It was 20 July 1969, and I was in my school uniform chewing a sandwich, glued to our small black and white TV set at home. It was around noon and I was getting super excited during the build-up to the historic moment Neil Armstrong of Apollo 11 stepped out of his lunar module. Witnessing the electricity of that moment was powerful and emotional given seven years earlier US President John F Kennedy had promised Americans they would set foot on the Moon by the end of the decade. Memories of Kennedy’s assassination just six years prior brought tears to the eye for viewers around the world.
Although the images of the landing were fuzzy and the sound was cutting in and out, as an eight-year-old kid, I was still proud that I was witnessing this historic moment, this “great leap of mankind”. Shared with 650 million viewers worldwide it truly capped off a wild decade in 20th century history and ignited imaginations to aim for the stars.
I was so thrilled, and rushed to the kitchen to tell my mum, “Come Mum, come to watch this, the astronauts are jumping on the moon!” I was shouting at the top of my voice.
The famous Swiss psychiatrist Carl Jung once said that all works of humanity have their origins in creative fantasy. In China, especially during Moon festival, our grandparents told us a wonderful folk tale about a lady named Chang’e (嫦娥) who ingested a forbidden elixir. This allowed her to fly to the Moon with her beloved pet.
Later, as I walked back to school, I was hit with a tinge of sadness to know that all these fairytales about the beautiful goddess Chang’e and the rabbit are only mythological and that it took real rockets to go to the Moon. At least it had been achieved though!
A while back I stumbled across an Aussie movie classic, The Dish. In the movie there is a famous scene with actor Sam Neill playing a game of cricket on a giant satellite dish in the middle of a sheep paddock. Little had I known that more than 50 years ago Australia was responsible for relaying this amazing Apollo landing footage so that it could be broadcast live from the surface of the moon to the world!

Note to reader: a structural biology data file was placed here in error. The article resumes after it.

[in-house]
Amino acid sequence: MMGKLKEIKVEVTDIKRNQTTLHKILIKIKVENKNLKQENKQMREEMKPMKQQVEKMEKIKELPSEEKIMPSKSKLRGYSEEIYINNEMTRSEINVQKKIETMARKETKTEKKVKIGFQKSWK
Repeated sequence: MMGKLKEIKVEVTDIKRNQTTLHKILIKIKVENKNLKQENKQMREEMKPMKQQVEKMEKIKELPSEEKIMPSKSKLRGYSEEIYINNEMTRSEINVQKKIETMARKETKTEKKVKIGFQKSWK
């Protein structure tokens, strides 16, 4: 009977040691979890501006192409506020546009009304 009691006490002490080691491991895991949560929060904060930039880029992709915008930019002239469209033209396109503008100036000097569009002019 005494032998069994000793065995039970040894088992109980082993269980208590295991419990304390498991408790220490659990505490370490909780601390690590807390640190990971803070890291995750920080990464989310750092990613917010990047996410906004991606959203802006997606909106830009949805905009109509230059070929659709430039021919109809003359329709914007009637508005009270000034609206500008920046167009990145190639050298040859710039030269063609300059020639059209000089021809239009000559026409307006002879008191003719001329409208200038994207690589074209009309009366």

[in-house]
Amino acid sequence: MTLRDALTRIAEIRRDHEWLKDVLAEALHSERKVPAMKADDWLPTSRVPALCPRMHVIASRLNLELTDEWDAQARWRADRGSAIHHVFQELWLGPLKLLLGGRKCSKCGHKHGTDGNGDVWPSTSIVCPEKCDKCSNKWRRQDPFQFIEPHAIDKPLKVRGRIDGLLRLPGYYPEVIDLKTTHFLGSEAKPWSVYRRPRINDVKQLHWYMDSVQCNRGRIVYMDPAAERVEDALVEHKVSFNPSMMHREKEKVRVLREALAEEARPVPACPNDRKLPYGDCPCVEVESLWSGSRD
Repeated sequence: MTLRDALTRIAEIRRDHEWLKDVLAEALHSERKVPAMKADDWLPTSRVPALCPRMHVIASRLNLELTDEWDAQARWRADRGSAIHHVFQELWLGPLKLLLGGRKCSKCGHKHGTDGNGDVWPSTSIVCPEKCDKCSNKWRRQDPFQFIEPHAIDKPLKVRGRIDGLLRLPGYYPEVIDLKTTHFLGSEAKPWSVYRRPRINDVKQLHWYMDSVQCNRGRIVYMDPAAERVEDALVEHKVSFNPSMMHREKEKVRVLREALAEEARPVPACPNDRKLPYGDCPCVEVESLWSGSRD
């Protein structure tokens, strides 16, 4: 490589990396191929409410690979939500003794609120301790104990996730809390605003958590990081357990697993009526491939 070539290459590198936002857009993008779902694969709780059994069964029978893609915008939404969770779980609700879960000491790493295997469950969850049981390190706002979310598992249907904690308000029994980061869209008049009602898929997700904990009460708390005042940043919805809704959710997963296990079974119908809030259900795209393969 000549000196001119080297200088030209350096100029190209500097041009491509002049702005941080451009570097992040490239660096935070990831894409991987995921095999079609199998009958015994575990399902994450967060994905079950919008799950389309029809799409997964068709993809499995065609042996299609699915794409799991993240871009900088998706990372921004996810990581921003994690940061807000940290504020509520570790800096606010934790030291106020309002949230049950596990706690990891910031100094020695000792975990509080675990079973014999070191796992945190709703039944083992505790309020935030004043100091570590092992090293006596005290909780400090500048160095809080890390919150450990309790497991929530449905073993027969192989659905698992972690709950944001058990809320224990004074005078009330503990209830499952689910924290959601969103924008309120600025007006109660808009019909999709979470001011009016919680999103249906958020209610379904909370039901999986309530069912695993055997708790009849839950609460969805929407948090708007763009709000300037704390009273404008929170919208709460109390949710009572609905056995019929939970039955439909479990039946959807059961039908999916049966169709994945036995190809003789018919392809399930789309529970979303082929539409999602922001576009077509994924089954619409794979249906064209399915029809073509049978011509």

These giant satellite dishes were set up in Parkes Observatory in southeast New South Wales, Honeysuckle Creek in Canberra and in Western Australia up in Carnarvon. A small nine-metre antenna was set up to track the Apollo spaceship primarily when it was in our Earth orbit and to receive signals from the Moon.
As a kid I was thinking, “Wow! We human beings are so amazing!” We were sharing the Moon landing story in our class afterwards and I even asked my teacher innocently, “So, when are we going to Mars?” I remember everyone in the class burst out laughing at my comment.
Whilst enjoying my morning coffee on Saturday 15 May I was reading the headline “China’s robotic rover successfully lands on Mars today”. I thought how exciting this is, we now have a Chinese footprint on Mars for the first time! A solar powered Mars Rover named Zhurong will be roaming on this red planet for the next three months. The Chinese rover will be studying the soil and atmosphere and looking for signs of Martian life. It is now using its radar to penetrate into the surface to see if there is any subsurface water or ice particles.
Many think Macau is only a place for gaming and for people to come for a quick trip from the Pearl River region. We need to think again.
My phone was buzzing this particular Saturday morning. Why? Only a few know this about Macau, but we have a state-of-the-art State Key Laboratory of Lunar and Planetary Sciences set up in our local MUST technology university here. Since its inception, the faculty has completed as many as eleven major research projects including findings of advanced scientific support for data analysis of two successful Chinese Moon rover (Chang’e) landings back in December 2013 and December 2018. They also were key to the voyage to the dark side of the Moon, which was the first mission there by any country. It is now involved with the latest missions of China’s martian rover, providing many amazing outcomes since the 15 May landing.
The works of humanity have their origin in creative fantasy. In the third century, ancient Chinese scientists were applying the counterforce produced by exploded gunpowder to launching rockets for the first time in human history. Through centuries of trial-and-error experimentation these ancient fireworks and rockets have transformed into deep space vehicles. The ancient theory and primitive inventions were crucial to the development of today’s aerospace exploration in China.
Lo and behold, the Chinese space agency published the first photograph of Mars taken by its Zhurong rover. And Zhurong is known as the mystical God of Fire.
President Xi is now planning for China’s Long March to build a sophisticated crewed space station, aimed to be fully functional by 2022. President Xi wants to send Chinese taikonauts to our closest celestial neighbor, the Moon, before 2030 – a project for a new decade.
We in Macau join with the world in congratulating these brilliant Chinese scientists who made this historic Mars landing happen. This remarkable achievement will surely inspire younger generations to dream creatively about deep space exploration and advanced space science engineering.
And hopefully kids today with their smart phones can watch live feeds coming from our distant rovers, lunar bases and space stations – and even text them back selfies from Earth! I wish I could have done that when I was eight years old back in 1969!